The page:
We have a plan...
The Handy Village Institute Team has determined that the best time to re-start our small wind workshops will be the last week of March 2023. Yes, that's March 27 to April 1, 2023. We have postponed a handful of times during the pandemic, and instead of offering a full workshop in 2022, we have been servicing local turbines.
I always tell people to think about bicycle wheels and how they need to be greased and the spokes checked and tightened, if needed. It's a feature of a machine with moving parts: they need to be checked and cleaned and lubricated, and it's also a chance to make minor repairs. In the case of the small wind turbines we make and use, that usually means looking for and addressing any minor damage due to hail, especially on our hand-carved wooden blades.
When we postponed the March 2022 workshop, we invited all who had registered to come that week at no charge and observe the servicing of two of our small wind turbines. A few folks were able to participate, watching the process of lowering the tower, removing the blades and the hub, checking for damage, changing the grease, smoothing out blade surfaces, then putting it all back together, again, and raising the tower back up. The weather was lovely, and we enjoyed meeting in-person, sharing lunch and stories, and the ever satisfying teamwork with a sense of an important job well done.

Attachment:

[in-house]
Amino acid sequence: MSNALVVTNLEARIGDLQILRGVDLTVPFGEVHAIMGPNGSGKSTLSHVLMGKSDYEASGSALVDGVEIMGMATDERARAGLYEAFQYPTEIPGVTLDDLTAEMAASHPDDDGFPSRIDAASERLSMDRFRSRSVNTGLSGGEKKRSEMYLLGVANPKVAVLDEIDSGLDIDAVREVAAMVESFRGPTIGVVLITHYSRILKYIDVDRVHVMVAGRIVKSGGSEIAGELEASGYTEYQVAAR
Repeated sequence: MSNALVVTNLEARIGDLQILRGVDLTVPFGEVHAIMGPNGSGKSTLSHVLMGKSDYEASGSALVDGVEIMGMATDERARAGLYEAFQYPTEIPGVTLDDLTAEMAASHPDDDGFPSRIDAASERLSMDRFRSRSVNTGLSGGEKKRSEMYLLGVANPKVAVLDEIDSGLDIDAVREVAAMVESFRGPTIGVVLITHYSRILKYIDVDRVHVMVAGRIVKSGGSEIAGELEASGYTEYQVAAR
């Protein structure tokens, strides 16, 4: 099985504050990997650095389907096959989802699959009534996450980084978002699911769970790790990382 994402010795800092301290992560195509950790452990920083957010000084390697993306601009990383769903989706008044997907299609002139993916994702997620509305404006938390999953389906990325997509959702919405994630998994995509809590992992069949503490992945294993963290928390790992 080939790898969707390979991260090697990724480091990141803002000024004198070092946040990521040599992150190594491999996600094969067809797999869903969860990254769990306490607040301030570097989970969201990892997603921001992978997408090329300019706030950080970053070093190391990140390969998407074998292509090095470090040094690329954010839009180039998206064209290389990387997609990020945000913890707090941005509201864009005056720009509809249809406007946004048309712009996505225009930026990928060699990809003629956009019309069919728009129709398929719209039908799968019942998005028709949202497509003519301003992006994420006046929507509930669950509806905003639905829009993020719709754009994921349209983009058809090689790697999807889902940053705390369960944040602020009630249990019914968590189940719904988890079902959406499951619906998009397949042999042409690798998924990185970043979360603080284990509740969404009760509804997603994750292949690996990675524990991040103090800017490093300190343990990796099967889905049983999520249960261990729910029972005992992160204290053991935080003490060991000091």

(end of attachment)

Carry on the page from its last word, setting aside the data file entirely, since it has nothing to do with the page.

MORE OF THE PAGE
Watching the safe lowering and raising of a tower and the regular maintenance tasks involved in making small wind power are valuable ways to become oriented to the responsibilities involved in generating one's own electricity. We were able to perform the service on two of three local turbines made in our workshops that currently generate electricity near Saxapahaw. I expect we will pick a date and perform maintenance on the third one before the March 2023 workshop, and that will be another opportunity to invite observers who are interested in this technology and how it operates.
Happy Solstice 2022, y'all! - Deborah
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Deborah Amaral enjoys working with her hands to make things, and hopes to inspire others to do so, too.